Your Brain Has Perfect Pitch
Scientists have a knack for asking questions about things most of us take for granted. “The whole orchestra tunes up to an A note from the oboe – but how do our brains tell that all the different sounds are the same pitch?” asks Robert J. Zatorre in Nature.1 This is a puzzling question to neurologists. There’s more, as Zatorre illustrates with a Disney story:
As Pythagoras knew, if you pluck a string, it will vibrate in its entire extent, as well as in halves, thirds and so on, and each of those vibrational modes will result in a separate harmonic frequency. Yet we usually perceive the pitch as corresponding to the lowest of these, which is the fundamental. For a simple demonstration of the ‘missing fundamental’ effect, pick up a phone. Most telephone lines cut off the lower frequencies, resulting in a slightly tinny sound, yet the fundamental pitch does not change; a male voice does not sound like Mickey Mouse. The brain seems to figure out the missing pitch. (Emphasis added in all quotes.)
Is this just learned behavior, or what? Apparently not. Researchers working with marmosets have found neurons that are pitch-sensitive:
Bendor and Wang studied the auditory cortex (the region of the brain that enables perception of sound) in the marmoset monkey. They show that there are neurons in this region that respond in essentially the same way to a variety of sounds that all have the same fundamental but do not share any frequencies. For example, a neuron that responds to 200 hertz also responds to the combination of 800, 1,000, and 1,200 hertz because all correspond to the same fundamental. This effect is unusual because neurons usually respond only within their receptive field, which is typically a narrow range of frequencies. The marmoset neurons, however, responded not only to frequencies in their receptive fields, but also when there was no frequency within the receptive field but the other frequencies in the stimulus were harmonically related to the missing one. This property makes psychologists happy, because it provides evidence (if not yet a mechanism) for perceptual constancy. These neurons respond to an abstract property – pitch – derived from, but not identical to, physical sound features. Presumably, therefore, it is thanks to such neurons that we can follow a tune as the instruments change.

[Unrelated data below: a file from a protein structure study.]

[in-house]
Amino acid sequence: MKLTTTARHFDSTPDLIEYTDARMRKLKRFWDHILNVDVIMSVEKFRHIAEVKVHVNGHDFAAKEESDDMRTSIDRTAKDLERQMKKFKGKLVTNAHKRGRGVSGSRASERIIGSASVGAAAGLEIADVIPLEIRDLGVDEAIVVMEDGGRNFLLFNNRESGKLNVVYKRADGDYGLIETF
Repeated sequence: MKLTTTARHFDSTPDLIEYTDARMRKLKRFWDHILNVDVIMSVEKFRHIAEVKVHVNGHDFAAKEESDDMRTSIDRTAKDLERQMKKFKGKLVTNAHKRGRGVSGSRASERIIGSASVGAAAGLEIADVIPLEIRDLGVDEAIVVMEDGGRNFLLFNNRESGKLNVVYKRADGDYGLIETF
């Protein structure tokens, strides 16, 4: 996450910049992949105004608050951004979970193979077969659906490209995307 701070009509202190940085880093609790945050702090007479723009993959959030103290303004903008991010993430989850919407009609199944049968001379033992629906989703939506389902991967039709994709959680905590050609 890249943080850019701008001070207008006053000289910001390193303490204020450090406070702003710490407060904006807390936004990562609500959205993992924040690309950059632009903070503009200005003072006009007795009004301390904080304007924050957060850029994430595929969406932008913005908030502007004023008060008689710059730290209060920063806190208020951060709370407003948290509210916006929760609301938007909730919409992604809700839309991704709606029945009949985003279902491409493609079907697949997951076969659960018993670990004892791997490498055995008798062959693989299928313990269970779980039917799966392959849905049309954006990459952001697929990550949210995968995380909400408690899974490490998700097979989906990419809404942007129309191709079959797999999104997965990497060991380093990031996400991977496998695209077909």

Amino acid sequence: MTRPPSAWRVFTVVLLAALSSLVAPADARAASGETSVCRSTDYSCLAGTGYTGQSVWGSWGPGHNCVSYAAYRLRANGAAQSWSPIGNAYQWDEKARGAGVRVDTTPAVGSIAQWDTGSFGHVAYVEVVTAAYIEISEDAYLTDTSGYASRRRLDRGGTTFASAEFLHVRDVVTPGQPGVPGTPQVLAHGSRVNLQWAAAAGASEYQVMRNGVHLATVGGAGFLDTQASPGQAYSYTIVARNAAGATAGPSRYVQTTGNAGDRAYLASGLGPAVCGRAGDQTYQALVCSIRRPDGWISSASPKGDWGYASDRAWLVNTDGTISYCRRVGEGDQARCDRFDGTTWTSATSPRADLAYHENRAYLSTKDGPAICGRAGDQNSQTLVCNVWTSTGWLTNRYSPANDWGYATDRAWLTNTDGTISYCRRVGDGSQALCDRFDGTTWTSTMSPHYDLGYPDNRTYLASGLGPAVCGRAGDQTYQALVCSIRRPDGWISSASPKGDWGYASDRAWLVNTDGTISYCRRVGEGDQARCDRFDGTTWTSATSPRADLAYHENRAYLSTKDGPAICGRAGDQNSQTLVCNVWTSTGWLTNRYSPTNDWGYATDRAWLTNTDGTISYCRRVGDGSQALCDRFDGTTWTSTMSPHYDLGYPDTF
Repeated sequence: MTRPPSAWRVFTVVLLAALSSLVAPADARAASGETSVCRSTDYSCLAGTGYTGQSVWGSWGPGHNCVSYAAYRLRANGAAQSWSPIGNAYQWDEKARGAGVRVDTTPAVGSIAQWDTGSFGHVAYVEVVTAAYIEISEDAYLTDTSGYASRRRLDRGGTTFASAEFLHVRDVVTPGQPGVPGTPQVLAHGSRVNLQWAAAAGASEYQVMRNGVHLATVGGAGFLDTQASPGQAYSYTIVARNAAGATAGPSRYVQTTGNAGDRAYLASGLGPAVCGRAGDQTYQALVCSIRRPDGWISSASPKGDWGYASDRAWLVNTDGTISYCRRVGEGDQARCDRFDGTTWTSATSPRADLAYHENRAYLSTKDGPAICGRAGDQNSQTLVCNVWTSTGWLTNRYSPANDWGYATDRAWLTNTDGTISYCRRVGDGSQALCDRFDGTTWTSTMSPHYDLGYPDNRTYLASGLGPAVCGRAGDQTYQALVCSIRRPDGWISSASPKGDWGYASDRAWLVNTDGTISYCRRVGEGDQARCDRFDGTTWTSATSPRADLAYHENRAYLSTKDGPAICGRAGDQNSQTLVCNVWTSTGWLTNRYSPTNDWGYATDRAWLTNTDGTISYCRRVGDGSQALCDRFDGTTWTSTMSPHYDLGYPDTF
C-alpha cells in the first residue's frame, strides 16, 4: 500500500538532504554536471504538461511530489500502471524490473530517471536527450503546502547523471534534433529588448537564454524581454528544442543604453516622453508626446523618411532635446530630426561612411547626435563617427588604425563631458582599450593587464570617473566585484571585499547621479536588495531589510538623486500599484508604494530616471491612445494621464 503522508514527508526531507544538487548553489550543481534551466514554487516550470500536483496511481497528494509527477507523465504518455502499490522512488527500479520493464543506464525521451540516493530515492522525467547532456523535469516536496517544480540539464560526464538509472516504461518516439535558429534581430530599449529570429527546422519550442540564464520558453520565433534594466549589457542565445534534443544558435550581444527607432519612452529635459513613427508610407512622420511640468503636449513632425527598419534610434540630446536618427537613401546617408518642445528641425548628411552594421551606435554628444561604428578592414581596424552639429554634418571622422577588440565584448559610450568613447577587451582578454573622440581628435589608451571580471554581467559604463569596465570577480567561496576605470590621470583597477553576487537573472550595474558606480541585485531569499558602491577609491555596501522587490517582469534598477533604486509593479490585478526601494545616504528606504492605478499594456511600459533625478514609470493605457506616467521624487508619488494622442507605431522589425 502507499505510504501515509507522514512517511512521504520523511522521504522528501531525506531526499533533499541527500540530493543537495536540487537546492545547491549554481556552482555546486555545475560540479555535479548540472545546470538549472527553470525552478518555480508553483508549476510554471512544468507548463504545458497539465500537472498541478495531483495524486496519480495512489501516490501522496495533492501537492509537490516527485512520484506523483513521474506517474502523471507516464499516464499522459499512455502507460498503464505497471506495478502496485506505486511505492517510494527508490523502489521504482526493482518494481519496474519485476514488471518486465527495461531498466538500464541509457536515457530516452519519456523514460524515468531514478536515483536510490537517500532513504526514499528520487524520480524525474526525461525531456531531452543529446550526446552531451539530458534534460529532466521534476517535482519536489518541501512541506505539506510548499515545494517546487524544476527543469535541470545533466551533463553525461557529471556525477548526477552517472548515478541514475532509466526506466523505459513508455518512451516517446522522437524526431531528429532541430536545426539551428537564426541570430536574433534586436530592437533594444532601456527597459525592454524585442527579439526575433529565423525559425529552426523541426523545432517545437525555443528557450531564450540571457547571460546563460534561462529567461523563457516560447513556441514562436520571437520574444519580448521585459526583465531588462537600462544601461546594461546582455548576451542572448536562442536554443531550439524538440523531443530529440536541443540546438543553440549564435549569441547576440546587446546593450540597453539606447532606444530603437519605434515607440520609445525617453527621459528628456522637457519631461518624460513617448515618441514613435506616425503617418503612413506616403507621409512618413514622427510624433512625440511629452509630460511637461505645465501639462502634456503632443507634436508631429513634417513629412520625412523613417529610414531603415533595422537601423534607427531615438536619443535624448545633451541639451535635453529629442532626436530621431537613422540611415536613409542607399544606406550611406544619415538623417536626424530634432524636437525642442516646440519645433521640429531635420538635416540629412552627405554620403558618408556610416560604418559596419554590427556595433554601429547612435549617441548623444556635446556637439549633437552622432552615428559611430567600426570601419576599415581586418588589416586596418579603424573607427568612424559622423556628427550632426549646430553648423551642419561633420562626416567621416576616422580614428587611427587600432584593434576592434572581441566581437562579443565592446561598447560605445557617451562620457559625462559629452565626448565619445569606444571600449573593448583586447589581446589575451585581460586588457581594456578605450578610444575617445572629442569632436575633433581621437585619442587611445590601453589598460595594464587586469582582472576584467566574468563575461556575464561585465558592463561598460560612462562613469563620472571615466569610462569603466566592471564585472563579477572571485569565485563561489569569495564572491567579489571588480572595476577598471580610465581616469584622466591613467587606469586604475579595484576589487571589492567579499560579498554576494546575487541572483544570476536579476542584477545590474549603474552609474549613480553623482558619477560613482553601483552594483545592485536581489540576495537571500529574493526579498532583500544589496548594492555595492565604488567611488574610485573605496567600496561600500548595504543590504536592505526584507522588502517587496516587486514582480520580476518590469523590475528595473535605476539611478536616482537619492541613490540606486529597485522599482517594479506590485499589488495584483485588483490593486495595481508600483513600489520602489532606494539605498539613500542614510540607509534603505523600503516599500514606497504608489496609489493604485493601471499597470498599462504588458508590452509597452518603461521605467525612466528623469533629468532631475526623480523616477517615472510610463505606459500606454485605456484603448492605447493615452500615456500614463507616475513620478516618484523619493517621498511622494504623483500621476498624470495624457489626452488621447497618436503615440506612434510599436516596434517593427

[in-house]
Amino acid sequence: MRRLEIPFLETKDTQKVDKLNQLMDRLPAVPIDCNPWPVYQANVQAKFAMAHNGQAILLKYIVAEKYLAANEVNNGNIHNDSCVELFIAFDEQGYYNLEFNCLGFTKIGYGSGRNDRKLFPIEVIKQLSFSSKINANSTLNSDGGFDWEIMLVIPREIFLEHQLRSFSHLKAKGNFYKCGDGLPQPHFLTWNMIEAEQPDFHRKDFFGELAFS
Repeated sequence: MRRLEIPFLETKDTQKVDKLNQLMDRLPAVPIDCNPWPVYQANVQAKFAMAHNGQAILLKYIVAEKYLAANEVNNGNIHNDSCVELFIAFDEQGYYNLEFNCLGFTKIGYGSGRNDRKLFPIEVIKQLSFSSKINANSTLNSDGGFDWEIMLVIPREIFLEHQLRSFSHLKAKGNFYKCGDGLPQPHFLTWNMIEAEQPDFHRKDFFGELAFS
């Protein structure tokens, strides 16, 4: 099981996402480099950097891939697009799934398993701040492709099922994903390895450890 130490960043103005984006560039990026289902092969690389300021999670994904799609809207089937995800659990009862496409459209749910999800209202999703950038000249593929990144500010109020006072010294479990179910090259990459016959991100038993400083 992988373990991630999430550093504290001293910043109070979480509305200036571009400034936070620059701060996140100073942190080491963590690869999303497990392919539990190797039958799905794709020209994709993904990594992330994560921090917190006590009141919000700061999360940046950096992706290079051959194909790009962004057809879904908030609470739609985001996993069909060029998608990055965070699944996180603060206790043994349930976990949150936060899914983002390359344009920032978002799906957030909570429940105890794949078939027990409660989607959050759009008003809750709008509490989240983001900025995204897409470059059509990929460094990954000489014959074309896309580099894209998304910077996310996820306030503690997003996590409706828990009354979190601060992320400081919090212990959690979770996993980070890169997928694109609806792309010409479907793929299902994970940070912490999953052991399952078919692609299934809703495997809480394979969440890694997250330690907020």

That leads to an evolutionary follow-up question, which Zatorre attempts to answer:
One might wonder why marmosets need such a system, given that they don’t spend much time listening to iPods. But periodic sounds are important in the natural environment because they are almost exclusively produced by other animals, and so pitch is a good cue to segregate these sounds from background noise. Marmosets are highly vocal creatures, and the development of pitch-sensitive neurons would also be central to communication. From an evolutionary perspective, these abilities could be seen as precursors to human pitch perception, which has led to our unique development of music and is similarly crucial for speech.
That’s that for now; he quickly changes the subject: “Now that we know that there are pitch-sensitive neural units, we have to discover how they work.” He has a long list of unanswered questions: How does the ear keep the information intact through the transformations between eardrum and cochlea? How does the brain extract details from the overall fabric of sound? What are the inputs to these pitch-sensitive neurons? – are they hierarchical, or built up from multiple inputs from other structures in the brain? Do inputs from the higher cognitive regions of the brain participate? Are these neuronal properties hard-wired or learned? The list of answers is shorter: we don’t know.
1Robert J. Zatorre, “Neuroscience: Finding the missing fundamental,” Nature 436, 1093-1094 (25 August 2005) | doi: 10.1038/4361093a.
This article almost earned a Dumb award for its useless evolutionary speculations. Zatorre committed the plostrum ante equum fallacy (cart before the horse), assuming that necessity was a sufficient mother of invention. Aside from the empty evolutionary fluff, though, the article underscored a fascinating aspect of hearing that merely hints at the engineering necessary to make it work. Music doesn’t make evolutionary sense because it is a gift of God. If Bach appreciated that fact, how much more so should modern anatomists, physiologists and neurologists.